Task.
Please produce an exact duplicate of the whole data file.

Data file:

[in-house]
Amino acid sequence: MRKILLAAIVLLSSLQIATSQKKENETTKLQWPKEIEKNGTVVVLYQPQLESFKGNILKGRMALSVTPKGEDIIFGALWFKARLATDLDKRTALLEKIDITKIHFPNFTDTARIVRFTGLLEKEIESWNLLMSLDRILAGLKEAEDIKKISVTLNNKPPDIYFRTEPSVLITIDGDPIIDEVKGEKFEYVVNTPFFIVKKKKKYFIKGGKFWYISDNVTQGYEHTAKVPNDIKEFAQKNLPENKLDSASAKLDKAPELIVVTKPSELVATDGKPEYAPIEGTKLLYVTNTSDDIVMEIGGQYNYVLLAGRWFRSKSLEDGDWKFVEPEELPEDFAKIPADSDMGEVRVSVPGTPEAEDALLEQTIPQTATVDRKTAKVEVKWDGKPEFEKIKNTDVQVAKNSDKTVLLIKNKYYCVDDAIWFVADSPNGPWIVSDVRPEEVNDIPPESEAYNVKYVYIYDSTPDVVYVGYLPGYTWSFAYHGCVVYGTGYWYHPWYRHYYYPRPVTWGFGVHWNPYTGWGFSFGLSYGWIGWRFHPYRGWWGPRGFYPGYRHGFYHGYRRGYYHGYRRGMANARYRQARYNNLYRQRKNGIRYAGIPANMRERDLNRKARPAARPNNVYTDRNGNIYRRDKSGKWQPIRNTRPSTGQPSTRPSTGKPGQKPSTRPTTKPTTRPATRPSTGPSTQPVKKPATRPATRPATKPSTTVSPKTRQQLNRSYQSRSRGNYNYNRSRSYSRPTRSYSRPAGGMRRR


[in-house]
Amino acid sequence: MRKILLAAIVLLSSLQIATSQKKENETTKLQWPKEIEKNGTVVVLYQPQLESFKGNILKGRMALSVTPKGEDIIFGALWFKARLATDLDKRTALLEKIDITKIHFPNFTDTARIVRFTGLLEKEIESWNLLMSLDRILAGLKEAEDIKKISVTLNNKPPDIYFRTEPSVLITIDGDPIIDEVKGEKFEYVVNTPFFIVKKKKKYFIKGGKFWYISDNVTQGYEHTAKVPNDIKEFAQKNLPENKLDSASAKLDKAPELIVVTKPSELVATDGKPEYAPIEGTKLLYVTNTSDDIVMEIGGQYNYVLLAGRWFRSKSLEDGDWKFVEPEELPEDFAKIPADSDMGEVRVSVPGTPEAEDALLEQTIPQTATVDRKTAKVEVKWDGKPEFEKIKNTDVQVAKNSDKTVLLIKNKYYCVDDAIWFVADSPNGPWIVSDVRPEEVNDIPPESEAYNVKYVYIYDSTPDVVYVGYLPGYTWSFAYHGCVVYGTGYWYHPWYRHYYYPRPVTWGFGVHWNPYTGWGFSFGLSYGWIGWRFHPYRGWWGPRGFYPGYRHGFYHGYRRGYYHGYRRGMANARYRQARYNNLYRQRKNGIRYAGIPANMRERDLNRKARPAARPNNVYTDRNGNIYRRDKSGKWQPIRNTRPSTGQPSTRPSTGKPGQKPSTRPTTKPTTRPATRPSTGPSTQPVKKPATRPATRPATKPSTTVSPKTRQQLNRSYQSRSRGNYNYNRSRSYSRPTRSYSRPAGGMRRR